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Reduced Risk of Importing Ebola Virus Disease because of Travel Restrictions in 2014 : A Retrospective Epidemiological Modeling Study

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Title: Reduced Risk of Importing Ebola Virus Disease because of Travel Restrictions in 2014 : A Retrospective Epidemiological Modeling Study
Authors: Otsuki, Shiori Browse this author
Nishiura, Hiroshi Browse this author →KAKEN DB
Issue Date: 22-Sep-2016
Publisher: The Public Library of Science
Journal Title: PLoS ONE
Volume: 11
Issue: 9
Start Page: e0163418
Publisher DOI: 10.1371/journal.pone.0163418
Abstract: Background: An epidemic of Ebola virus disease (EVD) from 2013-16 posed a serious risk of global spread during its early growth phase. A post-epidemic evaluation of the effectiveness of travel restrictions has yet to be conducted. The present study aimed to estimate the effectiveness of travel restrictions in reducing the risk of importation from mid-August to September, 2014, using a simple hazard-based statistical model. Methodology/Principal Findings: The hazard rate was modeled as an inverse function of the effective distance, an excellent predictor of disease spread, which was calculated from the airline transportation network. By analyzing datasets of the date of EVD case importation from the 15th of July to the 15th of September 2014, and assuming that the network structure changed from the 8th of August 2014 because of travel restrictions, parameters that characterized the hazard rate were estimated. The absolute risk reduction and relative risk reductions due to travel restrictions were estimated to be less than 1% and about 20%, respectively, for all models tested. Effectiveness estimates among African countries were greater than those for other countries outside Africa. Conclusions: The travel restrictions were not effective enough to expect the prevention of global spread of Ebola virus disease. It is more efficient to control the spread of disease locally during an early phase of an epidemic than to attempt to control the epidemic at international borders. Capacity building for local containment and coordinated and expedited international cooperation are essential to reduce the risk of global transmission.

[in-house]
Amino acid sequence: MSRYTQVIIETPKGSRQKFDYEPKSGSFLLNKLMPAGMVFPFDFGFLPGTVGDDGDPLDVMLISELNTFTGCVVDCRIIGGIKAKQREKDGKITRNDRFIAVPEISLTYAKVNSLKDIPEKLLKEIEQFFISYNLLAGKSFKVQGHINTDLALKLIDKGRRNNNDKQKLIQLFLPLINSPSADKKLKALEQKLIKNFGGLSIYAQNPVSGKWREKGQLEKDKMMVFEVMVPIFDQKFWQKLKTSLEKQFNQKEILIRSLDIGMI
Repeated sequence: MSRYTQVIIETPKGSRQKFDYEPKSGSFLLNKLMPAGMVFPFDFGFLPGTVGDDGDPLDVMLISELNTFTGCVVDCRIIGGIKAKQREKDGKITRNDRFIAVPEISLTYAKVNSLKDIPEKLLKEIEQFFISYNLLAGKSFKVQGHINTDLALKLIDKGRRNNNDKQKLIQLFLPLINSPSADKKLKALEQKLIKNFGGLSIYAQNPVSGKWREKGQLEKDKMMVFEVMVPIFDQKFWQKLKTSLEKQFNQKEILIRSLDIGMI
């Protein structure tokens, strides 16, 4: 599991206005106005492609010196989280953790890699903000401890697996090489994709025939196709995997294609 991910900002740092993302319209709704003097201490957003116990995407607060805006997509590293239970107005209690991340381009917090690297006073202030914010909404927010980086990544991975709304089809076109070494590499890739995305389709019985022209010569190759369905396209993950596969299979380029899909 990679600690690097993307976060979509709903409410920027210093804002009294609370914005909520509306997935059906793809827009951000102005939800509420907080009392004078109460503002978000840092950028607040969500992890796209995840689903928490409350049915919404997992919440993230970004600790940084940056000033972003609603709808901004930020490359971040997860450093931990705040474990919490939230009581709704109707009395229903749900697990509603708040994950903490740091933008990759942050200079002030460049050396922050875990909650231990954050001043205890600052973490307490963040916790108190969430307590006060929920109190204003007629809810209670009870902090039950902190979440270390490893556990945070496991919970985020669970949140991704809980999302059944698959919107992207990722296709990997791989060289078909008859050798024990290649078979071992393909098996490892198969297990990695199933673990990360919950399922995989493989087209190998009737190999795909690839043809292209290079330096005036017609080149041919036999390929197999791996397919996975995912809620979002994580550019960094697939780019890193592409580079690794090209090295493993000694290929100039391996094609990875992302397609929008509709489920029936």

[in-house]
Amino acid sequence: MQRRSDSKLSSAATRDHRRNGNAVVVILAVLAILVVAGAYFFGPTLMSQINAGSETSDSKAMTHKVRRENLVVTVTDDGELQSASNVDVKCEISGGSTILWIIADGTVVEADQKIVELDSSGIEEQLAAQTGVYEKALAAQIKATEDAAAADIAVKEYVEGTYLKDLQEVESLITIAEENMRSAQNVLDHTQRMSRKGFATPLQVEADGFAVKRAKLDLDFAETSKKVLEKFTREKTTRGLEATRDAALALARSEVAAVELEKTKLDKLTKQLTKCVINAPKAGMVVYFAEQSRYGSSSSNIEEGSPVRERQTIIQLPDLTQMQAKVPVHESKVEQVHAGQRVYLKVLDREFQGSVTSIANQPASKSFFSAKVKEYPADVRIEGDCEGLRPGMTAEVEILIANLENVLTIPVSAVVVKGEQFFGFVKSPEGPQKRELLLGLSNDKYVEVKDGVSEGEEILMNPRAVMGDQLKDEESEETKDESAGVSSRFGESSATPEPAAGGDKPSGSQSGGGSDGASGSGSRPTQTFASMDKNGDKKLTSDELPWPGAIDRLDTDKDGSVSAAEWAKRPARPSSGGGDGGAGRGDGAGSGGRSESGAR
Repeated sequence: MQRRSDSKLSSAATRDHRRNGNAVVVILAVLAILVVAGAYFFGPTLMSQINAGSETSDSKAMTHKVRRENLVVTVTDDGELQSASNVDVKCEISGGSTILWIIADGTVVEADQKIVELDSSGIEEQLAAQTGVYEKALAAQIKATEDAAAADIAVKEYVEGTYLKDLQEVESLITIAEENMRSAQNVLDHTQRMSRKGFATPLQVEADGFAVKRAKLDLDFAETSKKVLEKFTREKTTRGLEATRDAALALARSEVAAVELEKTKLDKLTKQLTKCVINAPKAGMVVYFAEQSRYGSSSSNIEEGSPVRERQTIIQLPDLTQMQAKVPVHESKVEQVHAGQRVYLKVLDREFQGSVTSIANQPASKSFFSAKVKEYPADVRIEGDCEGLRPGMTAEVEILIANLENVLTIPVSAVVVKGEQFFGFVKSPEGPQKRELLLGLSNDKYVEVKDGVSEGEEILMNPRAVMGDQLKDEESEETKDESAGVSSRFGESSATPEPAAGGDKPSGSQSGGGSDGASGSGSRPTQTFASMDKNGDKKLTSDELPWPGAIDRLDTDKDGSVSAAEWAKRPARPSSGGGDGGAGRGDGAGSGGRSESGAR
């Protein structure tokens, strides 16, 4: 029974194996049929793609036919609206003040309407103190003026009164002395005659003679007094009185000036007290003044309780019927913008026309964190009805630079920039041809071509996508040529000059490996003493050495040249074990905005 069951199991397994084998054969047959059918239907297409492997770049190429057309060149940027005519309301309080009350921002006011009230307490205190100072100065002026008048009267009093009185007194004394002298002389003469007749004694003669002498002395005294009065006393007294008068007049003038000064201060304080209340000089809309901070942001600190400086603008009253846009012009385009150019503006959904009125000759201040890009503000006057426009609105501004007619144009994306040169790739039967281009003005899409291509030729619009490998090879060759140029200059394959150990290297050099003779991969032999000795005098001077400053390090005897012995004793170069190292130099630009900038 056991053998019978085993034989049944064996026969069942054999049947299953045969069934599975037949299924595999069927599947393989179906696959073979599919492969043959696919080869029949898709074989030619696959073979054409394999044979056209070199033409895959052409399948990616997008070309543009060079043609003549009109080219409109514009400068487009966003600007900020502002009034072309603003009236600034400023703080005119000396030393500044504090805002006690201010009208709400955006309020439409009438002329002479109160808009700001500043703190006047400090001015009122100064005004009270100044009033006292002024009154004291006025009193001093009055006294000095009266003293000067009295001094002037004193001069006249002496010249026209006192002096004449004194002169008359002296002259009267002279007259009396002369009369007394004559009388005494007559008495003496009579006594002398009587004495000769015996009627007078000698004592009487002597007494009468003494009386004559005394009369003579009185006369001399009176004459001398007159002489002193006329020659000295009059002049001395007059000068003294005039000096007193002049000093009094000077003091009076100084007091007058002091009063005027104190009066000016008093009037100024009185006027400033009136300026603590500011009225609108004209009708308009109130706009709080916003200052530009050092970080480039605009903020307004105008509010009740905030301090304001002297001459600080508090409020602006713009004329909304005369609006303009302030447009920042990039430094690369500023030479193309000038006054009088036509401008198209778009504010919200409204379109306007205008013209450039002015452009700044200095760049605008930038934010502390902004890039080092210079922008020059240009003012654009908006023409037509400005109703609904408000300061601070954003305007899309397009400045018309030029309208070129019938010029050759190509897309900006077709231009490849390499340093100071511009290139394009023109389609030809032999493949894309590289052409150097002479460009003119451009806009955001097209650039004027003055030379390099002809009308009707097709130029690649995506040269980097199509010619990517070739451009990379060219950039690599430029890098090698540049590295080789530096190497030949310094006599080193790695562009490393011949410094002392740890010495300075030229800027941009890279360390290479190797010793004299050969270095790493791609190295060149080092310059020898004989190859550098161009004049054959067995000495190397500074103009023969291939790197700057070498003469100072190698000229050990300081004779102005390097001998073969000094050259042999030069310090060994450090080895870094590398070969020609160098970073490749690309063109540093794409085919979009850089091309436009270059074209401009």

Type: article
Appears in Collections:医学院・医学研究院 (Graduate School of Medicine / Faculty of Medicine) > 雑誌発表論文等 (Peer-reviewed Journal Articles, etc)

Submitter: 西浦 博

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